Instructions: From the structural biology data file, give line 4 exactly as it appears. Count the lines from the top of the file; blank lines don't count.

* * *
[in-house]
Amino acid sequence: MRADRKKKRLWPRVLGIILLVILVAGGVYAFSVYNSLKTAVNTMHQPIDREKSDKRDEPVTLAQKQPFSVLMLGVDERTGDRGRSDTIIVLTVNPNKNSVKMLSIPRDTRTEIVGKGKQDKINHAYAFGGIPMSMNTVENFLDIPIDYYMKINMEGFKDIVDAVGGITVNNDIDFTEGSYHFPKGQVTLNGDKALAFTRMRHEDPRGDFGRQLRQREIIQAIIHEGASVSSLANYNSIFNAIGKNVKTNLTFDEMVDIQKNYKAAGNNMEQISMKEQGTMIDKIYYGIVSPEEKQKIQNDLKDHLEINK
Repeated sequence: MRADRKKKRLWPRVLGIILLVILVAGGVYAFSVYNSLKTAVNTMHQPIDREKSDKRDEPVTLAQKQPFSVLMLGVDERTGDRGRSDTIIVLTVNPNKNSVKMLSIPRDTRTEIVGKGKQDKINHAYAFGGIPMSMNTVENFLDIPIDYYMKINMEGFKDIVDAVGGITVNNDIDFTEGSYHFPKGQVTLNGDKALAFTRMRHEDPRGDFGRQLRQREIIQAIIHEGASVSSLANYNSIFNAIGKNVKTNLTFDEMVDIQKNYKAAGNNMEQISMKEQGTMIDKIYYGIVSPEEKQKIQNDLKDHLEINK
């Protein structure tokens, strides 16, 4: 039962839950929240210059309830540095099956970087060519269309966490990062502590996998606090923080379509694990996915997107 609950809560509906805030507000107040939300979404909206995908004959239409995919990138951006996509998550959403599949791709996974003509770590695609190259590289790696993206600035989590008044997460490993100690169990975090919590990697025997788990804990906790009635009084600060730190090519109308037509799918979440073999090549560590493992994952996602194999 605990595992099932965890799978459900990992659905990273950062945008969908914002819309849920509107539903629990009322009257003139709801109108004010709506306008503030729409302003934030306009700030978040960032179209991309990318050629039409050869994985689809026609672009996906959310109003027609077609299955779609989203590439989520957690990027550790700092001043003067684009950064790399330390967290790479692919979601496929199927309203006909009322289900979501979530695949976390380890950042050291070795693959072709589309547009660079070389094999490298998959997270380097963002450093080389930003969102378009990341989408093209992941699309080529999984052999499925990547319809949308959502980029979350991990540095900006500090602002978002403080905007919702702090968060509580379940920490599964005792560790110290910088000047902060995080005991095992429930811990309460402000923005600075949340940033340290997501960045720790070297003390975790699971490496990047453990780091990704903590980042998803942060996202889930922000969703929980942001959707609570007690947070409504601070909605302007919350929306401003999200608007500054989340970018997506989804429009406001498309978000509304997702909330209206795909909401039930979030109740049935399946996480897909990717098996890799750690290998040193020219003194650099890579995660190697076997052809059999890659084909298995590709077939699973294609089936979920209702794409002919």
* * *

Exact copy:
């Protein structure tokens, strides 16, 4: 039962839950929240210059309830540095099956970087060519269309966490990062502590996998606090923080379509694990996915997107 609950809560509906805030507000107040939300979404909206995908004959239409995919990138951006996509998550959403599949791709996974003509770590695609190259590289790696993206600035989590008044997460490993100690169990975090919590990697025997788990804990906790009635009084600060730190090519109308037509799918979440073999090549560590493992994952996602194999 605990595992099932965890799978459900990992659905990273950062945008969908914002819309849920509107539903629990009322009257003139709801109108004010709506306008503030729409302003934030306009700030978040960032179209991309990318050629039409050869994985689809026609672009996906959310109003027609077609299955779609989203590439989520957690990027550790700092001043003067684009950064790399330390967290790479692919979601496929199927309203006909009322289900979501979530695949976390380890950042050291070795693959072709589309547009660079070389094999490298998959997270380097963002450093080389930003969102378009990341989408093209992941699309080529999984052999499925990547319809949308959502980029979350991990540095900006500090602002978002403080905007919702702090968060509580379940920490599964005792560790110290910088000047902060995080005991095992429930811990309460402000923005600075949340940033340290997501960045720790070297003390975790699971490496990047453990780091990704903590980042998803942060996202889930922000969703929980942001959707609570007690947070409504601070909605302007919350929306401003999200608007500054989340970018997506989804429009406001498309978000509304997702909330209206795909909401039930979030109740049935399946996480897909990717098996890799750690290998040193020219003194650099890579995660190697076997052809059999890659084909298995590709077939699973294609089936979920209702794409002919």